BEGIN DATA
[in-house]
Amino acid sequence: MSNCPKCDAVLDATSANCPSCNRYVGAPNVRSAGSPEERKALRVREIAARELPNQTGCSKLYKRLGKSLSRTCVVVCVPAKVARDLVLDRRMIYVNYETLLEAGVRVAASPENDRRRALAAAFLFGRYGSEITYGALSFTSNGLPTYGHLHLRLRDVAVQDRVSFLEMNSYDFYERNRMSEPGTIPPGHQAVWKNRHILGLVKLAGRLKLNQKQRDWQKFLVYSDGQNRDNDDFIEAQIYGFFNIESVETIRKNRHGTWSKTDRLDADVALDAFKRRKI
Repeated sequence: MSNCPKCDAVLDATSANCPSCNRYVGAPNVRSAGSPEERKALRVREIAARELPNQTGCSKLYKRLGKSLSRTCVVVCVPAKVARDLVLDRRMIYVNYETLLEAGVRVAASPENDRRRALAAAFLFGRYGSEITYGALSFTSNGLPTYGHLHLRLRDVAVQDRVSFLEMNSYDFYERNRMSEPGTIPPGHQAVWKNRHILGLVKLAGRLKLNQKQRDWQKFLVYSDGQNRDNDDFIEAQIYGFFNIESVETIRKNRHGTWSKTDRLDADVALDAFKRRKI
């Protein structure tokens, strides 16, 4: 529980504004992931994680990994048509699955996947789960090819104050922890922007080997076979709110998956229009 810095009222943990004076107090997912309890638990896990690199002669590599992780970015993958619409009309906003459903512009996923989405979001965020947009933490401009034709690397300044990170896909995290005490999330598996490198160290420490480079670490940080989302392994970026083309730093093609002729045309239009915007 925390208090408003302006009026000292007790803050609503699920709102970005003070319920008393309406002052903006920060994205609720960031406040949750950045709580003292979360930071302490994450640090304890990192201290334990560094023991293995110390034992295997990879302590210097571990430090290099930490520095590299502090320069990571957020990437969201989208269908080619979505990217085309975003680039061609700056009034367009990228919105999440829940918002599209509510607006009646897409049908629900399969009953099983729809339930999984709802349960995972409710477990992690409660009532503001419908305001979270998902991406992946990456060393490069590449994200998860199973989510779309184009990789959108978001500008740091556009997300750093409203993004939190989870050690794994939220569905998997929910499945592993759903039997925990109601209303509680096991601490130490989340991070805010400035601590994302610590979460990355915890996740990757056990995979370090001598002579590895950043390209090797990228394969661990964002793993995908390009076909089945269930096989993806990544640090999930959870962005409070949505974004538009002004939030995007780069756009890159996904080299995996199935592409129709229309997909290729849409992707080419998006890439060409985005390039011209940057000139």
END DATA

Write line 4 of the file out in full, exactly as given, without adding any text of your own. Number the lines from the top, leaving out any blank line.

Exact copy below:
């Protein structure tokens, strides 16, 4: 529980504004992931994680990994048509699955996947789960090819104050922890922007080997076979709110998956229009 810095009222943990004076107090997912309890638990896990690199002669590599992780970015993958619409009309906003459903512009996923989405979001965020947009933490401009034709690397300044990170896909995290005490999330598996490198160290420490480079670490940080989302392994970026083309730093093609002729045309239009915007 925390208090408003302006009026000292007790803050609503699920709102970005003070319920008393309406002052903006920060994205609720960031406040949750950045709580003292979360930071302490994450640090304890990192201290334990560094023991293995110390034992295997990879302590210097571990430090290099930490520095590299502090320069990571957020990437969201989208269908080619979505990217085309975003680039061609700056009034367009990228919105999440829940918002599209509510607006009646897409049908629900399969009953099983729809339930999984709802349960995972409710477990992690409660009532503001419908305001979270998902991406992946990456060393490069590449994200998860199973989510779309184009990789959108978001500008740091556009997300750093409203993004939190989870050690794994939220569905998997929910499945592993759903039997925990109601209303509680096991601490130490989340991070805010400035601590994302610590979460990355915890996740990757056990995979370090001598002579590895950043390209090797990228394969661990964002793993995908390009076909089945269930096989993806990544640090999930959870962005409070949505974004538009002004939030995007780069756009890159996904080299995996199935592409129709229309997909290729849409992707080419998006890439060409985005390039011209940057000139």